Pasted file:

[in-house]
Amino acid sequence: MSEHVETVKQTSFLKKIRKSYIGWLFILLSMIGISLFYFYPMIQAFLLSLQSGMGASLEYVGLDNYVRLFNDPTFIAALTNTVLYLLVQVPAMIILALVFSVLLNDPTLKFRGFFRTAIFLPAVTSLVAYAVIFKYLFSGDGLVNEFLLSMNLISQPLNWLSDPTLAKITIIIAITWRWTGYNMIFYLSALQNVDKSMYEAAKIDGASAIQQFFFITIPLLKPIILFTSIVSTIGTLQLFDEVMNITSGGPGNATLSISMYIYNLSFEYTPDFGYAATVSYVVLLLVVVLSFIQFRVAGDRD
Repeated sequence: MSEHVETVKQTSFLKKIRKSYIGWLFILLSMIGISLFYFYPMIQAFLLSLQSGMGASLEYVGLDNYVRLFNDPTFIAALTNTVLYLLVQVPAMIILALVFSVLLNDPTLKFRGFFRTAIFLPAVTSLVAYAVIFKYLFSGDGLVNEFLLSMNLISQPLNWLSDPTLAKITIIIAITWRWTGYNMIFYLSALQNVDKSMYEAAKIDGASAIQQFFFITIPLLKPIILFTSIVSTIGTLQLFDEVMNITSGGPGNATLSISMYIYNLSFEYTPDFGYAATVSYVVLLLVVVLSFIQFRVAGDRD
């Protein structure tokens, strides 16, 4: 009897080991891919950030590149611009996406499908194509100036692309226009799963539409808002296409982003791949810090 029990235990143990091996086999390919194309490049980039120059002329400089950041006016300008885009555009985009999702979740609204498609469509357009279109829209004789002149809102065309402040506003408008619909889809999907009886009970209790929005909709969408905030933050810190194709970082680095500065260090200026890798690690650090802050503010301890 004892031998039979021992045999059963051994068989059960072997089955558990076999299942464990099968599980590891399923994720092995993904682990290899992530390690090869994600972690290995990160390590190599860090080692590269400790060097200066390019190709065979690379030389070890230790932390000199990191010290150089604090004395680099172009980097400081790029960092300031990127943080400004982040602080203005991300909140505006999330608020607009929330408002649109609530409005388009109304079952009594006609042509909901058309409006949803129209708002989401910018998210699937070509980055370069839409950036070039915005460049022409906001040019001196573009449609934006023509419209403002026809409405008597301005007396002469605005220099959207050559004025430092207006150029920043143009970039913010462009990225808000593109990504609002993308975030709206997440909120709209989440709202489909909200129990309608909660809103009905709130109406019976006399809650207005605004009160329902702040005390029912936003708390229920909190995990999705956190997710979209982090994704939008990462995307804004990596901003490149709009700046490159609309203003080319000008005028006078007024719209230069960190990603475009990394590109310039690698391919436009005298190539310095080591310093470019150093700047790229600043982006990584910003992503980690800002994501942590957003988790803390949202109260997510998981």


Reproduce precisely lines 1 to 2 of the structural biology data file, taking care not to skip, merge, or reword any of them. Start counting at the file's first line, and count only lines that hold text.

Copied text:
[in-house]
Amino acid sequence: MSEHVETVKQTSFLKKIRKSYIGWLFILLSMIGISLFYFYPMIQAFLLSLQSGMGASLEYVGLDNYVRLFNDPTFIAALTNTVLYLLVQVPAMIILALVFSVLLNDPTLKFRGFFRTAIFLPAVTSLVAYAVIFKYLFSGDGLVNEFLLSMNLISQPLNWLSDPTLAKITIIIAITWRWTGYNMIFYLSALQNVDKSMYEAAKIDGASAIQQFFFITIPLLKPIILFTSIVSTIGTLQLFDEVMNITSGGPGNATLSISMYIYNLSFEYTPDFGYAATVSYVVLLLVVVLSFIQFRVAGDRD